Richard North, 31/07/2012  

Hollande 394-xxi.jpeg

Mario Monti is to meet Hollande in Paris later today, and we are to get another of those showpiece pledges about saving the euro. Indeed, Monti is already ramping up the rhetoric, telling us that the famous tunnel "is beginning to show some light".

This, however, can only be the light of a train coming the other way, for no one in their right mind has a scintilla of doubt that the euro crisis is intensifying. And, as a measure of its intensity, we are told that France and Italy are planning a massive increase in the ESM, enabling the ECB to refinance without limit.

One can only assume that the two leaders (pictured above) have finally lost the plot, invoking a squawk of protest from Juergen Stark, former chief economist of the ECB, who sees a clear violation of European law.

This would mean, he says, that states would be financed indirectly by the European Central Bank, Stark, adding: "We are already stretching European law to its extremes, to say the least". And now the community is breaking the law, he says. All that is needed is a plaintiff.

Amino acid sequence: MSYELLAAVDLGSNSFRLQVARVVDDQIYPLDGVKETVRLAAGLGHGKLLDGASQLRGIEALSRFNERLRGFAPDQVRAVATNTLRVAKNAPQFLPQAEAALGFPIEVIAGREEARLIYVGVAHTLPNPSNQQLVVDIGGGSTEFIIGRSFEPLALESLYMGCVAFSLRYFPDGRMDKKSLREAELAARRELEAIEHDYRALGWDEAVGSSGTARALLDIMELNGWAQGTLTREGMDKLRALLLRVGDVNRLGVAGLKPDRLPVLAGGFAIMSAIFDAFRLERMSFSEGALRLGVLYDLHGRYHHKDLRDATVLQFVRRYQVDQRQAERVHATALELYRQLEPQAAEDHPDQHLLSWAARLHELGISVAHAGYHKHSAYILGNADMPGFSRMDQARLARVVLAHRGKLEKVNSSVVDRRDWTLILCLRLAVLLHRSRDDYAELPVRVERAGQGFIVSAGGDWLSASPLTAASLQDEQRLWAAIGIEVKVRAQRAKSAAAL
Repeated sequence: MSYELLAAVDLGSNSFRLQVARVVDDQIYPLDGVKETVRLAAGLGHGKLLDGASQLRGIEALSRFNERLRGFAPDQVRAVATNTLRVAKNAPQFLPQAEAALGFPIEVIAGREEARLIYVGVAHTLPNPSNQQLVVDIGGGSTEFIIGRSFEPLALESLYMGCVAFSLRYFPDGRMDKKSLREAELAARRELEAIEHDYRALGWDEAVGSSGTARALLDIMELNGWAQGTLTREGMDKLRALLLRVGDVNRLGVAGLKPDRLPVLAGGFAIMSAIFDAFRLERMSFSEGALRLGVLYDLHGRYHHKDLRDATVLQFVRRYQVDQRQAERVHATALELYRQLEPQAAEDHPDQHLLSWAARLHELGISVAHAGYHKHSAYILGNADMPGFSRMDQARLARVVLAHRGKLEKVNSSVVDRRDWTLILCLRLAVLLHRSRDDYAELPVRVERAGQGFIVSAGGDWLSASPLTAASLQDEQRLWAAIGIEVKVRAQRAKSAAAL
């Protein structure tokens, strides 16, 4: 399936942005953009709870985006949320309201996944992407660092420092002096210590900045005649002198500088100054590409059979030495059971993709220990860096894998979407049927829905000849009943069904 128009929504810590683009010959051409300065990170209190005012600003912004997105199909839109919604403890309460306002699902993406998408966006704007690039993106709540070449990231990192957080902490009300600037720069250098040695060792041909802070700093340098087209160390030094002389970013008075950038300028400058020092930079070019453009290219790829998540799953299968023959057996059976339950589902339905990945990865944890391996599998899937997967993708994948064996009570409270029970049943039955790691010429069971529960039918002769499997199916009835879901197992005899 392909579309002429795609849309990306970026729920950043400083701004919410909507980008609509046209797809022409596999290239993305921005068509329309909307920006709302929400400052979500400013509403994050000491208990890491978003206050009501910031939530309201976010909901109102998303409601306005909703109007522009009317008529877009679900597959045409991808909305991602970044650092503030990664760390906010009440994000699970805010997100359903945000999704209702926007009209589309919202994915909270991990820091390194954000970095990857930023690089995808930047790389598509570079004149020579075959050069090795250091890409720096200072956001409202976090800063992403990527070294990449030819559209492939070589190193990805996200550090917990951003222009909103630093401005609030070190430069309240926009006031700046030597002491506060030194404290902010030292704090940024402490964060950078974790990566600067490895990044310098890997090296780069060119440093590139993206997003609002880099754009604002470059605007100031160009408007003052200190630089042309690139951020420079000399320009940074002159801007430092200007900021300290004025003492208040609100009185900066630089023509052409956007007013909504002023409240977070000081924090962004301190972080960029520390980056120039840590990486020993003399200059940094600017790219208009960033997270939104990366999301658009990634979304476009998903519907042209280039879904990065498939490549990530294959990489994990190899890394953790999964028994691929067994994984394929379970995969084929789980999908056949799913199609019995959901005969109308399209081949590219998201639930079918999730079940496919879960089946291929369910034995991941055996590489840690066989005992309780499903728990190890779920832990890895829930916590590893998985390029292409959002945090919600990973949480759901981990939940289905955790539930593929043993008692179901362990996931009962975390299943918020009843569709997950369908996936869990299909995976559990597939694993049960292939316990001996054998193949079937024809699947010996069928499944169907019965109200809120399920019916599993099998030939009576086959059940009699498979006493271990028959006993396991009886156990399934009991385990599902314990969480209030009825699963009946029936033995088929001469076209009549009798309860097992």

That apart - as we keep saying - nothing can happen with the ESM until the Karlsruhe hands down its judgement in September, and the Germans are able to ratify the treaty, if at all. The Franco-Italian posturing therefore is typical of the fantasy politics which seem to be afflicting the "colleagues".

But it goes from the sublime to the ridiculous when the Luxembourg foreign minister Jean Asselborn takes it upon himself to warn German against "isolation in Europe".

So far from reality is the current game that one is lost for words. This can only be part of the continued effort to keep the lid on the markets, until everyone is back at work in September. Short-term, the markets are easily pleased, and seem to be going along with the fiction. But the reckoning cannot now be far away.


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